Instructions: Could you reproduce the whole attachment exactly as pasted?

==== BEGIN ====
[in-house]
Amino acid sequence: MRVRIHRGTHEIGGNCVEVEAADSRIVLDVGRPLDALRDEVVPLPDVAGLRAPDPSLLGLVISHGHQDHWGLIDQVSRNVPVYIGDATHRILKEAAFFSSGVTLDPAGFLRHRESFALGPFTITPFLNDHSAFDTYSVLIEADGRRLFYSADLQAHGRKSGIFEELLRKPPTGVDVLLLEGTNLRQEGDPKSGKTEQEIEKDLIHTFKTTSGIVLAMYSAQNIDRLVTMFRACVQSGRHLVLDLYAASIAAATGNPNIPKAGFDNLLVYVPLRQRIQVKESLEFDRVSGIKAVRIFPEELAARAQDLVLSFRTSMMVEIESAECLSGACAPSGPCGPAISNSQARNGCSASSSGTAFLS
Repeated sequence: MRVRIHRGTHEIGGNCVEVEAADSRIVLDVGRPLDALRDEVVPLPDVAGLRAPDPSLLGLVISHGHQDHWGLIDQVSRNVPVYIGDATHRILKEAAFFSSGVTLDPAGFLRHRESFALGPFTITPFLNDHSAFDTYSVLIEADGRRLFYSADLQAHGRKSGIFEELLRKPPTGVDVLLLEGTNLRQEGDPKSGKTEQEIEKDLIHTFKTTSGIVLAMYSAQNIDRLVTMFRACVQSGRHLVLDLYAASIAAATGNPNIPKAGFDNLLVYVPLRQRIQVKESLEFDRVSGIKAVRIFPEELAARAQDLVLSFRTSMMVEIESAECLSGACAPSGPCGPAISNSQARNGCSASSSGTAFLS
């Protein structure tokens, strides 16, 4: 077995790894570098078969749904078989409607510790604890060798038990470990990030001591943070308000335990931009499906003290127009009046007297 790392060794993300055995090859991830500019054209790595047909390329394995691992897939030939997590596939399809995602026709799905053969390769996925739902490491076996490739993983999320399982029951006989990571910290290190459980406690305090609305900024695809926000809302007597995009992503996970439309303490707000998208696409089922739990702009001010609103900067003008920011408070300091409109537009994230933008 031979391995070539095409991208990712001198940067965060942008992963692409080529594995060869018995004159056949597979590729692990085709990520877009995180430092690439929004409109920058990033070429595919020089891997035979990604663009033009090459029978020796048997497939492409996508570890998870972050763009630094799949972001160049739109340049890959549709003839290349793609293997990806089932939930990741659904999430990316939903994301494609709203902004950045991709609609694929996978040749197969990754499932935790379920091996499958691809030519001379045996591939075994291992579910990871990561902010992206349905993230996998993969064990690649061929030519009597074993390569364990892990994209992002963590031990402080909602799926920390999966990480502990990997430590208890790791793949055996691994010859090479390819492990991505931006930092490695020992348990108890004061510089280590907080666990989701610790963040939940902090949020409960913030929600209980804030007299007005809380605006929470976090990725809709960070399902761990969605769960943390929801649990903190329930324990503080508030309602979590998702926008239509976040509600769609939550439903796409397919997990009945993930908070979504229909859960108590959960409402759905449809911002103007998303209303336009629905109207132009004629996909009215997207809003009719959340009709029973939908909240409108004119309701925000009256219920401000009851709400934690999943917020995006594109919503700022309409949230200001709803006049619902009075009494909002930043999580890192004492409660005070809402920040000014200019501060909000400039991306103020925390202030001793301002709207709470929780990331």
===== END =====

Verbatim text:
[in-house]
Amino acid sequence: MRVRIHRGTHEIGGNCVEVEAADSRIVLDVGRPLDALRDEVVPLPDVAGLRAPDPSLLGLVISHGHQDHWGLIDQVSRNVPVYIGDATHRILKEAAFFSSGVTLDPAGFLRHRESFALGPFTITPFLNDHSAFDTYSVLIEADGRRLFYSADLQAHGRKSGIFEELLRKPPTGVDVLLLEGTNLRQEGDPKSGKTEQEIEKDLIHTFKTTSGIVLAMYSAQNIDRLVTMFRACVQSGRHLVLDLYAASIAAATGNPNIPKAGFDNLLVYVPLRQRIQVKESLEFDRVSGIKAVRIFPEELAARAQDLVLSFRTSMMVEIESAECLSGACAPSGPCGPAISNSQARNGCSASSSGTAFLS
Repeated sequence: MRVRIHRGTHEIGGNCVEVEAADSRIVLDVGRPLDALRDEVVPLPDVAGLRAPDPSLLGLVISHGHQDHWGLIDQVSRNVPVYIGDATHRILKEAAFFSSGVTLDPAGFLRHRESFALGPFTITPFLNDHSAFDTYSVLIEADGRRLFYSADLQAHGRKSGIFEELLRKPPTGVDVLLLEGTNLRQEGDPKSGKTEQEIEKDLIHTFKTTSGIVLAMYSAQNIDRLVTMFRACVQSGRHLVLDLYAASIAAATGNPNIPKAGFDNLLVYVPLRQRIQVKESLEFDRVSGIKAVRIFPEELAARAQDLVLSFRTSMMVEIESAECLSGACAPSGPCGPAISNSQARNGCSASSSGTAFLS
């Protein structure tokens, strides 16, 4: 077995790894570098078969749904078989409607510790604890060798038990470990990030001591943070308000335990931009499906003290127009009046007297 790392060794993300055995090859991830500019054209790595047909390329394995691992897939030939997590596939399809995602026709799905053969390769996925739902490491076996490739993983999320399982029951006989990571910290290190459980406690305090609305900024695809926000809302007597995009992503996970439309303490707000998208696409089922739990702009001010609103900067003008920011408070300091409109537009994230933008 031979391995070539095409991208990712001198940067965060942008992963692409080529594995060869018995004159056949597979590729692990085709990520877009995180430092690439929004409109920058990033070429595919020089891997035979990604663009033009090459029978020796048997497939492409996508570890998870972050763009630094799949972001160049739109340049890959549709003839290349793609293997990806089932939930990741659904999430990316939903994301494609709203902004950045991709609609694929996978040749197969990754499932935790379920091996499958691809030519001379045996591939075994291992579910990871990561902010992206349905993230996998993969064990690649061929030519009597074993390569364990892990994209992002963590031990402080909602799926920390999966990480502990990997430590208890790791793949055996691994010859090479390819492990991505931006930092490695020992348990108890004061510089280590907080666990989701610790963040939940902090949020409960913030929600209980804030007299007005809380605006929470976090990725809709960070399902761990969605769960943390929801649990903190329930324990503080508030309602979590998702926008239509976040509600769609939550439903796409397919997990009945993930908070979504229909859960108590959960409402759905449809911002103007998303209303336009629905109207132009004629996909009215997207809003009719959340009709029973939908909240409108004119309701925000009256219920401000009851709400934690999943917020995006594109919503700022309409949230200001709803006049619902009075009494909002930043999580890192004492409660005070809402920040000014200019501060909000400039991306103020925390202030001793301002709207709470929780990331």